A `COPS' SUCCESS STORY

By , Special to The Christian Science Monitor

When Virginia Ramirez joined Communities Organized for Public Service (COPS) in 1981, she was living on San Antonio's West Side, a mother of five - and a high-school dropout.

Now she has the calm assurance of accomplishment.

"I came to COPS because I expected them to solve my problems," Mrs. Ramirez says. But COPS teaches, "if you want a problem solved, do it yourself."

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Ramirez was angry because neighbors without air conditioning suffered in the Texas heat, because children walked to school in the mud, because there was no drainage system for the streets.

"I never felt I had any power or ability to do anything. But for women like me, COPS was a whole new world. I found I had an appetite for learning."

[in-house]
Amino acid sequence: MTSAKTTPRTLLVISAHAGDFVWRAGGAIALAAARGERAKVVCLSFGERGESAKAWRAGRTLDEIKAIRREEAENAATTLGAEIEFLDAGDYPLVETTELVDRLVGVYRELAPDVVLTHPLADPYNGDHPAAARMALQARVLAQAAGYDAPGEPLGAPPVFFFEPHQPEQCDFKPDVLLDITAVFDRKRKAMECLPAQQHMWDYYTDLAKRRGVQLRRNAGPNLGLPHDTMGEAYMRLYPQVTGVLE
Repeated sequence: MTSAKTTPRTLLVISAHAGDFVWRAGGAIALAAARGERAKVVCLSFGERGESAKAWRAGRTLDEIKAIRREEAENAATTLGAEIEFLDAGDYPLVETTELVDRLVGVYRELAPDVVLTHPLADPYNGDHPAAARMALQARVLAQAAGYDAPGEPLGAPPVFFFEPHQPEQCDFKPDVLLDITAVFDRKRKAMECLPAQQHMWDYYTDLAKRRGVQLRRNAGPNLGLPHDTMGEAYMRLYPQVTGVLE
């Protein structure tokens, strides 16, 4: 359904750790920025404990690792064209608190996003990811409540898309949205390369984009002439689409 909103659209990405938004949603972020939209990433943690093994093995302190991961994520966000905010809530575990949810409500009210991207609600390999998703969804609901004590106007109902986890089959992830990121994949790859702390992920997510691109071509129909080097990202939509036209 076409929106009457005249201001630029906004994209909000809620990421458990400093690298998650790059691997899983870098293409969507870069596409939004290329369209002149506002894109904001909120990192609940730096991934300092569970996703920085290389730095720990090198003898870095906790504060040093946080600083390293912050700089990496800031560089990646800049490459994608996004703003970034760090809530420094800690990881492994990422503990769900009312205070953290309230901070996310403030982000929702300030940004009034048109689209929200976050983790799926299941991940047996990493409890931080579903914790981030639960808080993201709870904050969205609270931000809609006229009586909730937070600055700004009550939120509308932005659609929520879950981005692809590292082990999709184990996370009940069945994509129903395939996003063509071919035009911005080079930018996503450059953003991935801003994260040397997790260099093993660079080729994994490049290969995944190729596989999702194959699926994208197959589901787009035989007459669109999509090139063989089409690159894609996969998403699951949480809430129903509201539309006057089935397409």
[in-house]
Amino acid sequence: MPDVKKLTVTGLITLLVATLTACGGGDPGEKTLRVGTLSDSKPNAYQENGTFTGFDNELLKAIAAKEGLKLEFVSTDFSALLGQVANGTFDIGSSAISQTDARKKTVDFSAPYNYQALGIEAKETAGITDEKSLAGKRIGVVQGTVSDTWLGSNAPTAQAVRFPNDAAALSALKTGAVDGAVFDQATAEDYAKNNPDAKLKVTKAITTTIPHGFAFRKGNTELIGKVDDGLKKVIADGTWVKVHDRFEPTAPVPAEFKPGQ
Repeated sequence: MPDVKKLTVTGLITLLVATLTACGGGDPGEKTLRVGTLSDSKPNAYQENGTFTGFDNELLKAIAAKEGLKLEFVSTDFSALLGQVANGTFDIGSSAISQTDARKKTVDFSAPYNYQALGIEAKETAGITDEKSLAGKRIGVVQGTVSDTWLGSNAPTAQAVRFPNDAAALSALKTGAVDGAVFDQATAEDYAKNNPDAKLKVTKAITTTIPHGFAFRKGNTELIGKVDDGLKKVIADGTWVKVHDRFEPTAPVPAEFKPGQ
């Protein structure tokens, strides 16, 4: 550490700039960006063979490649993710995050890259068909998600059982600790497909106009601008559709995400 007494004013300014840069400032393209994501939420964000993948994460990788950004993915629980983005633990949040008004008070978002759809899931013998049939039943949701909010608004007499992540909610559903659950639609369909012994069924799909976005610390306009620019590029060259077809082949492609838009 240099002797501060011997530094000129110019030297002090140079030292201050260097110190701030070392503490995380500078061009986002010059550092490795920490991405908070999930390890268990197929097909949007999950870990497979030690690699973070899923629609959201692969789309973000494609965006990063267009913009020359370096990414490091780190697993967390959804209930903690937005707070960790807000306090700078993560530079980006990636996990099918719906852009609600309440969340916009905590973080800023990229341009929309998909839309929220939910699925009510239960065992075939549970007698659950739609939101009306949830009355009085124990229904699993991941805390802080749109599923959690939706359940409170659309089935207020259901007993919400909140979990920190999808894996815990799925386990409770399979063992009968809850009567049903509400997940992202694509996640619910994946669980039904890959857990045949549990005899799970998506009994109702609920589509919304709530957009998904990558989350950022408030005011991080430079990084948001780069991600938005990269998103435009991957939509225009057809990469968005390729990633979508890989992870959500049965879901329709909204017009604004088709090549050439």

Through research, Ramirez and other COPS members found there had been a federal grant allocated for her neighborhood but that it had been diverted elsewhere. An appearance before the San Antonio city council changed that. "We got people organized, we asked for our money back. We made a change."

"I always remember the day we went to city council. I was petrified. Just before I started to speak, I turned around. There were 40 leaders from my parish behind me.

"I'll never forget that. That is the strength we have."

Inspired by her COPS experience, Ramirez completed her high school equivalency exam and then a college degree.

She says COPS allowed her to take a public role without giving up her values. It also meant changes in her family for the better. "My husband, he was used to me being a housewife. For me to take a totally different role, well, like everything else, it took some training."

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